Birds, Some Sweet, Some Bitter

Just as we’re putting in the fence, up pops another predator: a big wild turkey, right in our front yard! I think it was munching the buckwheat, which is succulent right now. So just a few yards away from the vegetable garden (luckily, at that side, the fence was already up).

It’s bittersweet to spot it: a flutter both of fear and joy, because the turkey is of course another element of wildlife, along with the foxes and the deer. And it was very pretty, a shiny russet brown, and graceful too. The way I figure is that I can afford to be ambivalent about it as long as the fence will keep it from the vegetables, as long as that one lone turkey doesn’t bring its flock to decimate the buckwheat.

Speaking of birds, Saturday morning at 6 am I met one of my neighbors who is an avid birder. He took me around the neighborhood and told me all about the birds that live here. He pointed out their songs, then we stood very still (aargh, forgot the mosquito dope!) and he made a funny whistling, swishing sound, and the birds appeared, sometimes only a few feet away. They were curious what that noise was all about. “What kind of birds are those?” and more importantly, “Are they a threat tom nest”.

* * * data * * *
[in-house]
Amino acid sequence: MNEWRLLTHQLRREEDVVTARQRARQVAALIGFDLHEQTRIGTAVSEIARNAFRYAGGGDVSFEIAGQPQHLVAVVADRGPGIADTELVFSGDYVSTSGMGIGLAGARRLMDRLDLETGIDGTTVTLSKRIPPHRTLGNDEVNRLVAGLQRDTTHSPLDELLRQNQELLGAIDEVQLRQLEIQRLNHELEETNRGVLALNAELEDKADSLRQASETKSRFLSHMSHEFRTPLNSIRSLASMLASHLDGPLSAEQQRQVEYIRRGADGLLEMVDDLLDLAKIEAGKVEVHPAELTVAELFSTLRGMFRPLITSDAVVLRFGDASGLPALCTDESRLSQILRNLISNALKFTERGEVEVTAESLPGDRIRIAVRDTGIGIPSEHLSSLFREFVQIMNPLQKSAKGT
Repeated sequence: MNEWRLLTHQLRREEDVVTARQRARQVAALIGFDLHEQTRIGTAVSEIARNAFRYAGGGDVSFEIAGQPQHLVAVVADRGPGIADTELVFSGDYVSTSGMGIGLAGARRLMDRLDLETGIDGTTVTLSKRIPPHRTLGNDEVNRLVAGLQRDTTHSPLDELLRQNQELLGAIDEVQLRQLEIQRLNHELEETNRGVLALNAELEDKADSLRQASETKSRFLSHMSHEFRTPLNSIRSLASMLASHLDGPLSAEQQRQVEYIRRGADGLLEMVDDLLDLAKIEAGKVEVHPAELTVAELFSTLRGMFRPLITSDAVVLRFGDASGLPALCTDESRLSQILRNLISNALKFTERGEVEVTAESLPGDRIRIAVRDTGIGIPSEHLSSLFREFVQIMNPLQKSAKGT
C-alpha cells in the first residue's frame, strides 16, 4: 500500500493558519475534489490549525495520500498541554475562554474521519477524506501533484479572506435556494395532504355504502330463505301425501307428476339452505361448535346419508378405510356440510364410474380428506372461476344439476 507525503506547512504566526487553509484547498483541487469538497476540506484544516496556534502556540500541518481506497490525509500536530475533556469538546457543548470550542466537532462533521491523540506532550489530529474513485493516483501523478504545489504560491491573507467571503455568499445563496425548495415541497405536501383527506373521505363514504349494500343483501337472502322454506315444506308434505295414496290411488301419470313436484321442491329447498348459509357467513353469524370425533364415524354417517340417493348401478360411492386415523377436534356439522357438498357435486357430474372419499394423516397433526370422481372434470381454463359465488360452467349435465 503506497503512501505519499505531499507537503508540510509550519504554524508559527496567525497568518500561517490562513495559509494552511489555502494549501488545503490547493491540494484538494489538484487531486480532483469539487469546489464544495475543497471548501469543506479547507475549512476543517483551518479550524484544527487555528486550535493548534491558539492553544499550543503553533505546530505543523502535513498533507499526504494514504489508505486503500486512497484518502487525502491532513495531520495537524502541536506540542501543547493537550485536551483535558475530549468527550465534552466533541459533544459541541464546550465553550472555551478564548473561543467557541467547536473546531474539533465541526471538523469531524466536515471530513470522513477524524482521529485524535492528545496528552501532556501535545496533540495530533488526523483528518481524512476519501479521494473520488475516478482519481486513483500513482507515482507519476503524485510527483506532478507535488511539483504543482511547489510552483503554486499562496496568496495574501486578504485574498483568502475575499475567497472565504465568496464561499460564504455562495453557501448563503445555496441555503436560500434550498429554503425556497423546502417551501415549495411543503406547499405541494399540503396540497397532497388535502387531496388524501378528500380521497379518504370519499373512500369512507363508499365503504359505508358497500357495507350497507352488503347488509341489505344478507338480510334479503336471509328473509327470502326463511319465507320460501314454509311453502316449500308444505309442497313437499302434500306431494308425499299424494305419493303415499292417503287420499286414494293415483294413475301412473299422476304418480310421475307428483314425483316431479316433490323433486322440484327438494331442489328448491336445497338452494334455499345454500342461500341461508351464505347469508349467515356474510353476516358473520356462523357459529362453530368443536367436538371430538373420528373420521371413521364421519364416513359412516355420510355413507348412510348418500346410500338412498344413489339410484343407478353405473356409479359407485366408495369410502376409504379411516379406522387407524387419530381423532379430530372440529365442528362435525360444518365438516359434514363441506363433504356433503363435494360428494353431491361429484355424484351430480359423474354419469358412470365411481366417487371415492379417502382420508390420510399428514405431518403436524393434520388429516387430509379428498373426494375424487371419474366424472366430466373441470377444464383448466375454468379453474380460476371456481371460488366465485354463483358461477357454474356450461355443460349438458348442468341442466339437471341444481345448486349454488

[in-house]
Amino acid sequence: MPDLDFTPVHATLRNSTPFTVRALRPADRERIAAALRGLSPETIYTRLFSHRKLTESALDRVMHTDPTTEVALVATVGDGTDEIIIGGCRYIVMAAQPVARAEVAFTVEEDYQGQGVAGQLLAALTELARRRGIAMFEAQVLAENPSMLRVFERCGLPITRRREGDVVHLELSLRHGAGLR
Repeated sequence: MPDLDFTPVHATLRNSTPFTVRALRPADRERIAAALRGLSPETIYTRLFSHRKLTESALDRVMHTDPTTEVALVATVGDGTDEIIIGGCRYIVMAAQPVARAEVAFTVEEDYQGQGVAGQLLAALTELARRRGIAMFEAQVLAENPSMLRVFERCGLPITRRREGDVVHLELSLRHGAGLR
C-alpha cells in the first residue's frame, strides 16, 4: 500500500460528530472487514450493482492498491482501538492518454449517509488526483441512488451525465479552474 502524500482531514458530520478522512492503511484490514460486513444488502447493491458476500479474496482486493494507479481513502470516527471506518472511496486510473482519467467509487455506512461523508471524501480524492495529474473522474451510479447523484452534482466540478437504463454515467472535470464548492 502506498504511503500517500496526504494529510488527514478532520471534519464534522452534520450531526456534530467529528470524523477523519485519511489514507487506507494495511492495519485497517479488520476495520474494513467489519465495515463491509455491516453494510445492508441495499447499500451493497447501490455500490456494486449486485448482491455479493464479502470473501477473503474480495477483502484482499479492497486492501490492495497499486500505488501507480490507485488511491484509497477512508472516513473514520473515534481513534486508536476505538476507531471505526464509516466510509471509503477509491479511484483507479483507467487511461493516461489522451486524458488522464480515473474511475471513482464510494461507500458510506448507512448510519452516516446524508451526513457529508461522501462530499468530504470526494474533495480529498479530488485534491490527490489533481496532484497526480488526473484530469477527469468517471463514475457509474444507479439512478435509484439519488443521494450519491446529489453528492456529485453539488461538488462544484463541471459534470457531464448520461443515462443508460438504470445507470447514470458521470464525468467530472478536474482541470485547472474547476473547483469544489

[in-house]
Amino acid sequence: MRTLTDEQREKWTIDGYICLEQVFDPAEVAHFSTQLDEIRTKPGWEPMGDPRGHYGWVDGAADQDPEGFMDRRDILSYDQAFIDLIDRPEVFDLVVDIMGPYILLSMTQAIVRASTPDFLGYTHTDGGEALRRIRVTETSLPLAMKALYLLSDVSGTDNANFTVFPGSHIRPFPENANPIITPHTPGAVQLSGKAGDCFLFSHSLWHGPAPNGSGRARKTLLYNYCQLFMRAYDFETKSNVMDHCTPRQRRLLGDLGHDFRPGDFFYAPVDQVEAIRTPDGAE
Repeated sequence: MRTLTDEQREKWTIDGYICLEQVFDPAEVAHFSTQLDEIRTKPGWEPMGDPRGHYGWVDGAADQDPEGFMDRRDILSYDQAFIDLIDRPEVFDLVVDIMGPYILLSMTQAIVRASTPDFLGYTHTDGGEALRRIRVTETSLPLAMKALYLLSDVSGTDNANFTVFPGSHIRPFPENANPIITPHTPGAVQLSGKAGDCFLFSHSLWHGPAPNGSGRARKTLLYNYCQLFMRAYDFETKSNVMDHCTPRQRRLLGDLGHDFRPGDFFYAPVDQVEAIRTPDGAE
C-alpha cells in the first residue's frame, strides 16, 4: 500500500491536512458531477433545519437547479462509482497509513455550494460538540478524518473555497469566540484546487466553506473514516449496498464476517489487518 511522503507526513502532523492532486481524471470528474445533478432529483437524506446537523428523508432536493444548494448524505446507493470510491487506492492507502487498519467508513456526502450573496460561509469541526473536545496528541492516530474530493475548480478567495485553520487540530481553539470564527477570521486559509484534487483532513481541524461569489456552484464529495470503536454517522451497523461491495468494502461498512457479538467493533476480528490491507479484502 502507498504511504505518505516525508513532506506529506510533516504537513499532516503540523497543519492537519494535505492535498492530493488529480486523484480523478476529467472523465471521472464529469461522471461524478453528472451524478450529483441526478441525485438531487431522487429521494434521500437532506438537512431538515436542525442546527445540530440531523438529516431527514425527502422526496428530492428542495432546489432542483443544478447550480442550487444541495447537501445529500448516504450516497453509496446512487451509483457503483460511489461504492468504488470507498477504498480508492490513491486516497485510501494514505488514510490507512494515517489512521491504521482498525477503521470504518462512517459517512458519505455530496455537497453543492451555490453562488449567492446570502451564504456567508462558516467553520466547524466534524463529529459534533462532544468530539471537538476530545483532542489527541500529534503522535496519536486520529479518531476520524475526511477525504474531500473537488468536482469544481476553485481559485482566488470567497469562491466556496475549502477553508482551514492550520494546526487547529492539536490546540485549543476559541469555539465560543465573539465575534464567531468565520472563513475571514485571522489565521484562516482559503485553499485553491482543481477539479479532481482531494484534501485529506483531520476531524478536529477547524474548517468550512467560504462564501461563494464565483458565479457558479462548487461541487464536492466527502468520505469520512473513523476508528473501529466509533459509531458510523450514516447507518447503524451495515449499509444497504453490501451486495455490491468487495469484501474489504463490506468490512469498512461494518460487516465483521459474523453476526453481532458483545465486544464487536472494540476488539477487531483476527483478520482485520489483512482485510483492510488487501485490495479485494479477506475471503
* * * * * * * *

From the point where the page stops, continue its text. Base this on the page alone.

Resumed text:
And so I saw (* indicates for the first time):

  1. 2 Eastern bluebirds*
  2. 1 oriole*
  3. 2 yellow warblers, Mr. and Mrs.*
  4. 1 bobolink*
  5. 1 red-tailed hawk*
  6. flock of cedar waxwings (7?)*
  7. 1 tree swallow*
  8. 1 tree sparrow*
  9. 1 catbird*
  10. flock of cowbirds*
  11. several grackles
  12. 1 wood duck*
  13. Canada geese

And I heard, for the first time consciously:

  1. 1 vireo (forgot which)
  2. 1 scarlet tanager

He showed me where some of them nest, so I can take Amie there and “call them”. And I got to discover another nature reserve, tucked away right in my backyard!

No pictures. We had binoculars, but since the birds came so close, we hardly needed them. I’m happy I didn’t have a camera on me: I really could enjoy them so much better. I think I’ll keep the camera for the birds who come ot the feeder, and those that “pose”, of course.

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